Footy Times

Rampant England cruise into semifinal with rout of Ukraine

The Three Lions turned up the style to smash Shevchenko’s side 4-0 and swan into a semifinal back at Wembley

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An efficient, ruthless performance from England saw Gareth Southgate’s side comprehensively trounce Ukraine 4-0 in the quarter final encounter in Rome. Harry Kane scored twice and rare scorers Harry Maguire and Jordan Henderson added to the scoreline. Their opponents hardly created any opportunities, save a couple of long-range efforts, as the English defence easily nullified them. With the victory, England set up a semifinal encounter with Denmark at Wembley.

Due to coronavirus restrictions placed on the UK by Italy, the England fans inside the Stadio Olimpico in Rome were outnumbered by their Ukrainian counterparts. But they made up for their lack of numbers with volume from the start, roaring on as the sides lined up. Southgate selected a more attacking lineup than the one from the win over Germany, with Mason Mount and Jadon Sancho in for Kieran Trippier and the injured Bukayo Saka. Ukraine brought on Vitaliy Mykolenko for Taras Stepanenko.

Within minutes of kickoff, England had taken the lead. Raheem Sterling embarked on a mazy dribble down the left, went inside, cut back and slid a sensational reverse pass to Kane that took four Ukraine defenders out of the game. The striker had the easy task of firing into the bottom left, via the glove of Heorhiy Bushchan. Coming in the 4th minute, the goal was England’s earliest at the Euros since 2004.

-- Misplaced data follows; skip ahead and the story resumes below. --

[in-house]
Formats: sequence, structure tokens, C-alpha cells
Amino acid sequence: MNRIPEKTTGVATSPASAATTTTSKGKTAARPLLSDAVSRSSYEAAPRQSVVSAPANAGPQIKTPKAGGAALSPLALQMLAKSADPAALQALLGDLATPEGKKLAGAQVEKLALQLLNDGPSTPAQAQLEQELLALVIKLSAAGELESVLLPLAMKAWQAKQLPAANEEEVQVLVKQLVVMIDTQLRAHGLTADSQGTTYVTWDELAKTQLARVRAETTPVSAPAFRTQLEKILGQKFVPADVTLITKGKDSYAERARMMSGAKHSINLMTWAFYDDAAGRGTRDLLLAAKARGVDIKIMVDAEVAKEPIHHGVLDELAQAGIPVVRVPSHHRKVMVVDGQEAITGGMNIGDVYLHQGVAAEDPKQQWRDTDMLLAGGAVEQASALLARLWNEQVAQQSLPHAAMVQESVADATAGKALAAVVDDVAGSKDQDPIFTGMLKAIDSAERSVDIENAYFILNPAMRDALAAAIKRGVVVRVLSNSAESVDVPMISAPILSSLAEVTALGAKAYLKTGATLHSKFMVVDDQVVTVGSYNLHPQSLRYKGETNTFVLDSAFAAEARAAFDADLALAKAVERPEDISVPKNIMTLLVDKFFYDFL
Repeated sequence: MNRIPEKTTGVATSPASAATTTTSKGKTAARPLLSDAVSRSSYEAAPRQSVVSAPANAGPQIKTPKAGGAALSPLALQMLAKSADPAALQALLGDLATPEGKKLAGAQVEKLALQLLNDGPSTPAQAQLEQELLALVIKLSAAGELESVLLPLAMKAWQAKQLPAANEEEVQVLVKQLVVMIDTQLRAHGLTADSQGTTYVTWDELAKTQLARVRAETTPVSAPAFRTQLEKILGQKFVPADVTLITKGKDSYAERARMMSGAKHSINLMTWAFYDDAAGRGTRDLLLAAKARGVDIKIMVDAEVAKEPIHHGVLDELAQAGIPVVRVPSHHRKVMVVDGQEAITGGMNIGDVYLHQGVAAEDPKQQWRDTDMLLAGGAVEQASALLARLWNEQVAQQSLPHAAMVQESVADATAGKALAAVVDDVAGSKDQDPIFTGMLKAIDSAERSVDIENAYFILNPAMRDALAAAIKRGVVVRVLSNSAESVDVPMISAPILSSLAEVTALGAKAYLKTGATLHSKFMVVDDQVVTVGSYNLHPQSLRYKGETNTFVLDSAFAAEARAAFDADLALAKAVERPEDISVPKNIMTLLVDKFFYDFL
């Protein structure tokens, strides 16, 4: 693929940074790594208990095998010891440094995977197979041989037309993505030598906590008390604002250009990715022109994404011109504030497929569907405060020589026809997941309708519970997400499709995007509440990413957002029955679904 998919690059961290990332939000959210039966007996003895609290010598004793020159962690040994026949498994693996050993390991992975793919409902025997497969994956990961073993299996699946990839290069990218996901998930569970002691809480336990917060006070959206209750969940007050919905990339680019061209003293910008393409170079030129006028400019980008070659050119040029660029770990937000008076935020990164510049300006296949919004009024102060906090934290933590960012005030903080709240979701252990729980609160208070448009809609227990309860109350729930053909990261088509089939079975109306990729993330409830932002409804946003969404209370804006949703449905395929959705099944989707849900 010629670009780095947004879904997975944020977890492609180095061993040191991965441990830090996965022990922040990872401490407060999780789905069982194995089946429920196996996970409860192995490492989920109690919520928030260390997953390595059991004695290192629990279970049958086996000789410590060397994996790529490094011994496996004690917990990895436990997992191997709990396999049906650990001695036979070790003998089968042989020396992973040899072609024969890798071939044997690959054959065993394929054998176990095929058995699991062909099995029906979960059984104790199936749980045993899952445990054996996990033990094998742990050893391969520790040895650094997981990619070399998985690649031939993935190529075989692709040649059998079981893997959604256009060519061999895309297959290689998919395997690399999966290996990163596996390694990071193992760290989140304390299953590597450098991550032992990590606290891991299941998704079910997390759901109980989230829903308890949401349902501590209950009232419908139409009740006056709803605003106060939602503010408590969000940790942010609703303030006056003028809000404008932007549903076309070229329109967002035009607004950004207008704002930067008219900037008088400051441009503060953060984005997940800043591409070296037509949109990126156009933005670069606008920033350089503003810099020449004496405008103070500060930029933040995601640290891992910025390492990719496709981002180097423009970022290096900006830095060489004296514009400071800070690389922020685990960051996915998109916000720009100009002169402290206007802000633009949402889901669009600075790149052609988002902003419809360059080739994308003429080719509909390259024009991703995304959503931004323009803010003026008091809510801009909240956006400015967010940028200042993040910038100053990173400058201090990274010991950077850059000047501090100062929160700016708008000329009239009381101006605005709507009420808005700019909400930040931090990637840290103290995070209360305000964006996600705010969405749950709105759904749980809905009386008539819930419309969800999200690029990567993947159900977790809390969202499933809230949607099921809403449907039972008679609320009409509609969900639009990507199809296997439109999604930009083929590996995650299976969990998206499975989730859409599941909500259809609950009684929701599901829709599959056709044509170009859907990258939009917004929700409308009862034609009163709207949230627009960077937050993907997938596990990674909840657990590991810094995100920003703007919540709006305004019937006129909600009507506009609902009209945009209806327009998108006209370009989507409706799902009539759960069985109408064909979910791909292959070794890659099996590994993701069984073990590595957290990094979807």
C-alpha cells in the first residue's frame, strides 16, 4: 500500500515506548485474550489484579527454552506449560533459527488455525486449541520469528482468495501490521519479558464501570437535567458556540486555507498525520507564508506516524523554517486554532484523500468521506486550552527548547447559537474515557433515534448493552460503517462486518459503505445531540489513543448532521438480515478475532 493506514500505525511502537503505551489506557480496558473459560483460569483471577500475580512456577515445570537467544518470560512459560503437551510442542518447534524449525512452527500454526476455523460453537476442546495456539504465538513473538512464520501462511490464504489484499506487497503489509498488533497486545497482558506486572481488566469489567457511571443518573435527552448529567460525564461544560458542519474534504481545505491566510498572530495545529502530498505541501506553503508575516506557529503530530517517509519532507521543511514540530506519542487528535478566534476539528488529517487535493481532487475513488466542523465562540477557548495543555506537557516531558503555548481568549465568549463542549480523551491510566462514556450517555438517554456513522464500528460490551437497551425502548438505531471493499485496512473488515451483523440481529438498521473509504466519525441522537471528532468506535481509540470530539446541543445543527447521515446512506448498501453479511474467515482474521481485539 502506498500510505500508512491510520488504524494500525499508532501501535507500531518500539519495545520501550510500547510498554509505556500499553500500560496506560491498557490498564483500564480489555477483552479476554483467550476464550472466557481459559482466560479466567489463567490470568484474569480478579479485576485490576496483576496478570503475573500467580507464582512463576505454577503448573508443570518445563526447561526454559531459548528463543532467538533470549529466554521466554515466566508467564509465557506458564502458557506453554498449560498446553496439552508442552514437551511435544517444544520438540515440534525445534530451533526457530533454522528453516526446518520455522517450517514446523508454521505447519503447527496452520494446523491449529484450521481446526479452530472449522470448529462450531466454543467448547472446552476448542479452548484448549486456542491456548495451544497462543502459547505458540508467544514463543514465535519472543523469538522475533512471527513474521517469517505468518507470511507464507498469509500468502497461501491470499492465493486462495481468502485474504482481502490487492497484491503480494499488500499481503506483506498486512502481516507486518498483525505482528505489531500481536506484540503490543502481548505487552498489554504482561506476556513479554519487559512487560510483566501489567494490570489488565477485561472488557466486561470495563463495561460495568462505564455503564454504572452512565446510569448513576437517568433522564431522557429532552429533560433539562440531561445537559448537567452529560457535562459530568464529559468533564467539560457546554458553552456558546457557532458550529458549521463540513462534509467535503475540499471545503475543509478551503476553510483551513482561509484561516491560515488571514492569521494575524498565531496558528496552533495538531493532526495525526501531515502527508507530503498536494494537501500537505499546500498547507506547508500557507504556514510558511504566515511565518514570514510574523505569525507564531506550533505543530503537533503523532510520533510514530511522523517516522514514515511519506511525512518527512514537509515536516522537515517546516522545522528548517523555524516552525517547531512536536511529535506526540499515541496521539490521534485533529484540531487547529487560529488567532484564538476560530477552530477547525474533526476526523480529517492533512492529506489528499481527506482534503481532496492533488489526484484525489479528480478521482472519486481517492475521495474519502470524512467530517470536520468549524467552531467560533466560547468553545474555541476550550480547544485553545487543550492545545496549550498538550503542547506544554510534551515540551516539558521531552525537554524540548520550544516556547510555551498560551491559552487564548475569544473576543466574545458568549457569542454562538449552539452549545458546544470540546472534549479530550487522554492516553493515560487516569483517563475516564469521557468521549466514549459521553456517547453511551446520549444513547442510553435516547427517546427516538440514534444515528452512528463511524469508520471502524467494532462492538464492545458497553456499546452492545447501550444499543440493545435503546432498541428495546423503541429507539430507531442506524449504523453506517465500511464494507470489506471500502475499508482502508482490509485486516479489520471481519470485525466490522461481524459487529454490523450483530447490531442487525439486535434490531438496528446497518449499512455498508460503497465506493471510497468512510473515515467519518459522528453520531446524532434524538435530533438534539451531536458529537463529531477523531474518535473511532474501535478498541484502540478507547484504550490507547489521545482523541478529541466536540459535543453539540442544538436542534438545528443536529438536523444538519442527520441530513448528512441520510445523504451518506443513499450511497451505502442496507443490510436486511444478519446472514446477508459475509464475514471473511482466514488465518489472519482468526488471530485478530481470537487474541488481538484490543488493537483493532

With the lead secured, the England players focused on slow build-up play from the back and a low block when Ukraine took possession of the ball. Although this meant that Ukraine could not find much space in behind to counter, it was still a rather negative approach. Roman Yaremchuk could have punished them when he ran onto a loose back pass from Kyle Walker, but sent his low shot straight at the onrushing Jordan Pickford.

That jolted England out of their slumber and they began controlling the tempo. Sancho, making his first start of the tournament after a six-minute cameo in the group stage, looked lively, sending defenders into a panic with his confident, driving runs. Declan Rice then fired a venomous shot from the edge of the area but Bushchan was equal to it.

Sensing the need for a change, Shevchenko replaced defender Serhiy Kryvtsov, who had picked up a knock, with winger Viktor Tsygankov and switched to four at the back. The change gave them more attacking impetus, and they opened up England in the 37th minute, only for Oleksandr Zinchenko and captain Andriy Yarmolenko to get in each other’s way in the box, allowing Mount to clear. England replied with a shot from Sancho that stung the hands of Bushchan.

The last chance of the half fell to Ukraine, as Mykola Shaparenko curled wide from 25 yards after more good work from Zinchenko. The Ukrainian players went in at half-time knowing they were in the ascendancy. All they had to do was continue this approach and they would be back in the game.

England, however, had other ideas. Just a minute into the second-half, Luke Shaw curled in a beautiful freekick from the left for his Manchester United teammate Harry Maguire to rise highest and send a powerful header into the top left.